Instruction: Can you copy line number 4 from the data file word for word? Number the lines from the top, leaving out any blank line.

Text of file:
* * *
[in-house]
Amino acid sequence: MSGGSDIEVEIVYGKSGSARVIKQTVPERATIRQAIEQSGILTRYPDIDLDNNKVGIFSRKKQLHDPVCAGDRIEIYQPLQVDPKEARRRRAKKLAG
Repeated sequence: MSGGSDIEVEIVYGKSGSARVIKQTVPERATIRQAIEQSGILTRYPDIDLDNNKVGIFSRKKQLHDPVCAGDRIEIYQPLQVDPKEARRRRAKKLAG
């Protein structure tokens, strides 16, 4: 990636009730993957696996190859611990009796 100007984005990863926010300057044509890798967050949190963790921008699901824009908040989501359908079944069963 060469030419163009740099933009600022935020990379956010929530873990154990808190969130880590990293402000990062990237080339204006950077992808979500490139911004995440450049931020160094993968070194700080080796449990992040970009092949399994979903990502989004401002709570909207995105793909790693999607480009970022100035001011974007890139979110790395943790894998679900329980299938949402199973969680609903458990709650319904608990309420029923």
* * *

């Protein structure tokens, strides 16, 4: 990636009730993957696996190859611990009796 100007984005990863926010300057044509890798967050949190963790921008699901824009908040989501359908079944069963 060469030419163009740099933009600022935020990379956010929530873990154990808190969130880590990293402000990062990237080339204006950077992808979500490139911004995440450049931020160094993968070194700080080796449990992040970009092949399994979903990502989004401002709570909207995105793909790693999607480009970022100035001011974007890139979110790395943790894998679900329980299938949402199973969680609903458990709650319904608990309420029923």